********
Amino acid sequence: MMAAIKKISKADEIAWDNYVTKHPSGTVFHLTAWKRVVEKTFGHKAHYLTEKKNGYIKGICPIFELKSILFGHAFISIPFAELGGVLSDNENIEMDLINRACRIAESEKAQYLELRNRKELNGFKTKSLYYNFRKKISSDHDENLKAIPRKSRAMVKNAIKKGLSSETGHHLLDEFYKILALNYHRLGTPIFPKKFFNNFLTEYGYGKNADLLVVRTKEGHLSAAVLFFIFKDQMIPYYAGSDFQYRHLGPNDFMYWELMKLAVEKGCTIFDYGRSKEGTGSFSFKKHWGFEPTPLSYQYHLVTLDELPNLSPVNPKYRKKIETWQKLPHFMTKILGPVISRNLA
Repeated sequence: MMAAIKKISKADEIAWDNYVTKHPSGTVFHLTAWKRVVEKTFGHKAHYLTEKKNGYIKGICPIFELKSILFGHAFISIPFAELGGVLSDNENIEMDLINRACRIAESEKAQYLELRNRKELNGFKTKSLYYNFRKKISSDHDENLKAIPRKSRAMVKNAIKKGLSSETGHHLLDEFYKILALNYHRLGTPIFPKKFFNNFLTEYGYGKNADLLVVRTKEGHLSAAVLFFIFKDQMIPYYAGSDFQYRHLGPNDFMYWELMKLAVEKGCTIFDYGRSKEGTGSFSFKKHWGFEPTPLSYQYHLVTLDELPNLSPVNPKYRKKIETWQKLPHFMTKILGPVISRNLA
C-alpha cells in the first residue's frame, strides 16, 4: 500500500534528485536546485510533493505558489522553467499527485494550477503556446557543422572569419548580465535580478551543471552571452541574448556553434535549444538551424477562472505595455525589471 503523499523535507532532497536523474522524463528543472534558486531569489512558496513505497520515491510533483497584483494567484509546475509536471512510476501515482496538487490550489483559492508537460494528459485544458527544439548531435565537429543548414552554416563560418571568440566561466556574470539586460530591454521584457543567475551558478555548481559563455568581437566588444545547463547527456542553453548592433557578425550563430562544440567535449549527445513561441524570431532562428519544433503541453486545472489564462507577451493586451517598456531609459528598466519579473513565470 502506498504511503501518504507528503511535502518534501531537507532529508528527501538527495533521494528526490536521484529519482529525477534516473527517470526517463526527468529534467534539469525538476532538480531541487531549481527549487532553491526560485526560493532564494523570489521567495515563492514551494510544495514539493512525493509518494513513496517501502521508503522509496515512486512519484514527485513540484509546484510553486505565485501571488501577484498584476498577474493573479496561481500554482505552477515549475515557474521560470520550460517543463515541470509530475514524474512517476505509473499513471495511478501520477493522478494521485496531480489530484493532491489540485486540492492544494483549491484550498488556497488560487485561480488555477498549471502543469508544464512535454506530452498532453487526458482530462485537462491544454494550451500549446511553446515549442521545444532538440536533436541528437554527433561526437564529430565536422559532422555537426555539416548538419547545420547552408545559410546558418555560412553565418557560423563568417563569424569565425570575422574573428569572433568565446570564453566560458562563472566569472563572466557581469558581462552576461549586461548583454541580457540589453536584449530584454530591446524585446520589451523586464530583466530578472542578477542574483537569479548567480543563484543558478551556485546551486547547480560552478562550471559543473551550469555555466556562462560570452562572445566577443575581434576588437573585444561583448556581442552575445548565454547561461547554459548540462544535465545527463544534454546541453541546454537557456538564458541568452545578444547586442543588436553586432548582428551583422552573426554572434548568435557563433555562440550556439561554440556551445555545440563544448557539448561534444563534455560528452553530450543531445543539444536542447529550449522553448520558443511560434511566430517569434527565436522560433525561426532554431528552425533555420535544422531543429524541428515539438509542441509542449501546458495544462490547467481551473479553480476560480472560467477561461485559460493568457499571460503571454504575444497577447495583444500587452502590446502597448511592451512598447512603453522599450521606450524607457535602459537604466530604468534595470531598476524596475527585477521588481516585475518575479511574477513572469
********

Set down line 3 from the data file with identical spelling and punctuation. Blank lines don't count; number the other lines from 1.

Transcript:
C-alpha cells in the first residue's frame, strides 16, 4: 500500500534528485536546485510533493505558489522553467499527485494550477503556446557543422572569419548580465535580478551543471552571452541574448556553434535549444538551424477562472505595455525589471 503523499523535507532532497536523474522524463528543472534558486531569489512558496513505497520515491510533483497584483494567484509546475509536471512510476501515482496538487490550489483559492508537460494528459485544458527544439548531435565537429543548414552554416563560418571568440566561466556574470539586460530591454521584457543567475551558478555548481559563455568581437566588444545547463547527456542553453548592433557578425550563430562544440567535449549527445513561441524570431532562428519544433503541453486545472489564462507577451493586451517598456531609459528598466519579473513565470 502506498504511503501518504507528503511535502518534501531537507532529508528527501538527495533521494528526490536521484529519482529525477534516473527517470526517463526527468529534467534539469525538476532538480531541487531549481527549487532553491526560485526560493532564494523570489521567495515563492514551494510544495514539493512525493509518494513513496517501502521508503522509496515512486512519484514527485513540484509546484510553486505565485501571488501577484498584476498577474493573479496561481500554482505552477515549475515557474521560470520550460517543463515541470509530475514524474512517476505509473499513471495511478501520477493522478494521485496531480489530484493532491489540485486540492492544494483549491484550498488556497488560487485561480488555477498549471502543469508544464512535454506530452498532453487526458482530462485537462491544454494550451500549446511553446515549442521545444532538440536533436541528437554527433561526437564529430565536422559532422555537426555539416548538419547545420547552408545559410546558418555560412553565418557560423563568417563569424569565425570575422574573428569572433568565446570564453566560458562563472566569472563572466557581469558581462552576461549586461548583454541580457540589453536584449530584454530591446524585446520589451523586464530583466530578472542578477542574483537569479548567480543563484543558478551556485546551486547547480560552478562550471559543473551550469555555466556562462560570452562572445566577443575581434576588437573585444561583448556581442552575445548565454547561461547554459548540462544535465545527463544534454546541453541546454537557456538564458541568452545578444547586442543588436553586432548582428551583422552573426554572434548568435557563433555562440550556439561554440556551445555545440563544448557539448561534444563534455560528452553530450543531445543539444536542447529550449522553448520558443511560434511566430517569434527565436522560433525561426532554431528552425533555420535544422531543429524541428515539438509542441509542449501546458495544462490547467481551473479553480476560480472560467477561461485559460493568457499571460503571454504575444497577447495583444500587452502590446502597448511592451512598447512603453522599450521606450524607457535602459537604466530604468534595470531598476524596475527585477521588481516585475518575479511574477513572469